Mole, the Mexican sauce often associated with ground chilies, spices, and even sometimes chocolate, can be a complex dish. Secret recipes, tacit knowledge, and a certain amount of improvisation can create the nuance that makes each mole unique. It’s a welcome surprise then that mole is the namesake dish at a simple order-at-the-counter lunch spot on the ground floor of a downtown office tower. The restaurant’s name, M’Olé, is both a nod to the signature sauce and a play on the Spanish interjection used to express approval or celebrate victory.
Although M’Olé the restaurant seems like a simple operation, the history behind this spot in the U.S. Bank tower is as multifaceted as the mole the sauce.. After a few failed attempts at full-service restaurants, the latest effort has been to create a sort of food hall that mixes fast casual places with a sit-down bar operation. Then came the pandemic. Between the resulting dispersal of many employees to work at home and the construction associated with an ongoing renovation of the building, ambitions have been temporarily reduced to a streamlined operation.
The result has been that while other service points in the building’s lobby are closed for now, M’Olé continues more-or-less as it was before by offering tacos and other informal Mexican foods alongside a secondary menu of burgers under the heading of “Bunz.” Between M’Olé and Bunz, this restaurant provides breakfast and lunch options to the reduced but still significant population of downtown office and construction workers nearby. The dining room with its brick walls and mural of a bull is open at reduced capacity, and the food adapts well to takeout.
Customers order from one of three printed menus at the counter: There’s a breakfast burrito menu in the morning, a M’Olé lunch menu starting at 11 AM, and a separate “Bunz” hamburger menu. The breakfast and burger menus are simple with just a few choices on each one. The M’Olé lunch menu offers small items such as individual tacos and sides with the option to combine them into three or four-items combinations for a set price. That works well for combining a few tacos with a side dish or two and maybe even one of the dessert choices.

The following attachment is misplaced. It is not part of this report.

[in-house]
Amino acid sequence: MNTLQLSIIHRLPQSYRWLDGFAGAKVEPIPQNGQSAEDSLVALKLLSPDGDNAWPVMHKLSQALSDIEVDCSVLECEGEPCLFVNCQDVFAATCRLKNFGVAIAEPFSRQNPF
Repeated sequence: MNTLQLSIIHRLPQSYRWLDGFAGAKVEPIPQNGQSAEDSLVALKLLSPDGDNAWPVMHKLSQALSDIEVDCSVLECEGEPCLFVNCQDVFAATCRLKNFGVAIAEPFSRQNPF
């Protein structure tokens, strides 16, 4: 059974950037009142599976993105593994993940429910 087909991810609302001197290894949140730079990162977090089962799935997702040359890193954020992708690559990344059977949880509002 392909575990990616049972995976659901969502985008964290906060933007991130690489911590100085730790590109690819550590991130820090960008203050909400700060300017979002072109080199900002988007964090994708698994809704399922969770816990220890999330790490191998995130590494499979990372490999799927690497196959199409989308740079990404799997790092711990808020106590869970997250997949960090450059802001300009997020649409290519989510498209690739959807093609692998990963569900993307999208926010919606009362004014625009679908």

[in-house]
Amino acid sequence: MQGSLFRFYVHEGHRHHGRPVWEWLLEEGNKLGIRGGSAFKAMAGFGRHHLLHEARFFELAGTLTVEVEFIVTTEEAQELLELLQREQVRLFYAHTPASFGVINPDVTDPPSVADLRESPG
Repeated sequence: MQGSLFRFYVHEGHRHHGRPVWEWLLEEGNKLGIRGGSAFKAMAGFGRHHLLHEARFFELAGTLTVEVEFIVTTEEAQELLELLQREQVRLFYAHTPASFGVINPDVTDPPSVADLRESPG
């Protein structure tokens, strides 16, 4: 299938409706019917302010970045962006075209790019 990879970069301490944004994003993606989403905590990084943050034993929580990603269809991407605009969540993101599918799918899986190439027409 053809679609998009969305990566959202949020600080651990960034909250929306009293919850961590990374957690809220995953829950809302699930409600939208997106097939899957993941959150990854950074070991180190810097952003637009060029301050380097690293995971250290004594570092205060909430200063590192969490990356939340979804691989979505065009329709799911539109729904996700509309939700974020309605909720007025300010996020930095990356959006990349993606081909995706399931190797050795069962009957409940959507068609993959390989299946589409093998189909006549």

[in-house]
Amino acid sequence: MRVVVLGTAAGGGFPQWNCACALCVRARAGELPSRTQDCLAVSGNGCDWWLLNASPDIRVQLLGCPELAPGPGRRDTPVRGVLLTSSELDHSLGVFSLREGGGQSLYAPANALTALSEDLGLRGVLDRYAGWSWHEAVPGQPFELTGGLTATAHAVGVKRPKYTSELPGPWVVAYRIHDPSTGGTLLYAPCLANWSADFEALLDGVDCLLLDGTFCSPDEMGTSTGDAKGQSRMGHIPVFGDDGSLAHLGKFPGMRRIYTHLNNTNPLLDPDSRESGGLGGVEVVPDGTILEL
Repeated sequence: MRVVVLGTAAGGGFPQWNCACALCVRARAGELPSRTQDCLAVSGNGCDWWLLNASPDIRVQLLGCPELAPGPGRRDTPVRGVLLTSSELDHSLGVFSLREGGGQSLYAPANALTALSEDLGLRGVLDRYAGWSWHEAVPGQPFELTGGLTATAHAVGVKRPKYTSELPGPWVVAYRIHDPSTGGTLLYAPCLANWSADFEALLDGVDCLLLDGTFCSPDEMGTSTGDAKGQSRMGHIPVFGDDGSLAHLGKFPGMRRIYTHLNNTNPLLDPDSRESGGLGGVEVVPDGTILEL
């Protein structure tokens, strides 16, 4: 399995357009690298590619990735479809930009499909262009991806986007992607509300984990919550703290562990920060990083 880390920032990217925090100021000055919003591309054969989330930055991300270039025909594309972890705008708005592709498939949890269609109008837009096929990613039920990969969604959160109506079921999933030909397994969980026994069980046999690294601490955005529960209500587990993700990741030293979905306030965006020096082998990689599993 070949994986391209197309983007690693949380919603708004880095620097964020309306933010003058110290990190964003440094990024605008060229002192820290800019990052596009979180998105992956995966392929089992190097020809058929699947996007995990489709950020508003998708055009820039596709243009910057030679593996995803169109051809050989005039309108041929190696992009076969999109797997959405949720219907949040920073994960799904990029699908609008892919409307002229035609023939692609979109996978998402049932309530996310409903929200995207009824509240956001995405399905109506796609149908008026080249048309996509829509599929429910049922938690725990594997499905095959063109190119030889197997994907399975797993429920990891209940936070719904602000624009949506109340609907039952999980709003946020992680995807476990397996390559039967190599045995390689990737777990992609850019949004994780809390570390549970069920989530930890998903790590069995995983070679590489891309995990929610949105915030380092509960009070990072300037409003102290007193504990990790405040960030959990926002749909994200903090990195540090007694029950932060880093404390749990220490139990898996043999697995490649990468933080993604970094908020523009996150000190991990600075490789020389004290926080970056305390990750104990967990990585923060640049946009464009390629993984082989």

M’Olé’s mole makes its appearance in tacos, where the sauce is combined with white meat chicken, sliced radishes, a bit of cilantro, and crumbles of cheese. It’s more common to find mole with enchiladas or on a platter with tortillas and meat, but it works as a taco filling here. Carne asada is the other meat choice, a simple preparation involving finely minced bits of beef cooked over a griddle. The vegetarian choice is a chile relleno taco. It’s not the usual heavily breaded and fried dish, but instead a poblano stuffed with minced vegetables on top of a tortilla.
The sides of rice and beans are good renditions of Mexican restaurant classics. The street corn is served in a cup, where it is topped with lime and cotija cheese. A salad is unexpectedly bountiful with slices of avocado joining cubes of queso fresco and chopped walnuts over a base of greens. The last side dish choice is chips and guacamole with the creamy dip full of cilantro and red onion. Dessert items such as churros or fried plantains, both served with a scoop of French vanilla ice cream, are also eligible to be included among the items in the combo platters.
Besides tacos, any of the meat or vegetable fillings can be incorporated with rice and beans inside a tortilla to form a burrito. They can also become part of a quesadilla or put over fries to create a sort of Mexican poutine. Entirely outside the fast-casual Mexican niche of M’Olé, a separate menu offers four burgers with assorted toppings and a side of fries. The Islander tops a beef patty with pineapple and teriyaki while the Southwest burger involves green chilies and a choice of salsa: a mild green, a medium red, and a secret ultra-hot red available by request.
Drinks are currently limited to fountain sodas and a few bottled energy drinks. Although the furnishings for a bar face First Avenue, any expansion of beverage options will most likely wait until the renovations are complete and evening crowds begin to return to downtown. The overall plan for this space has never been entirely clear, and the events of 2020 have surely disrupted whatever might have been intended. Still, M’Olé’s simple format combined with a complex dish enriches the lunch options for those who have never left downtown or recently returned there.
101 N. 1st Ave. #115, Phoenix AZ 85003
Washington / Central (westbound) and Jefferson / First Avenue (eastbound) stations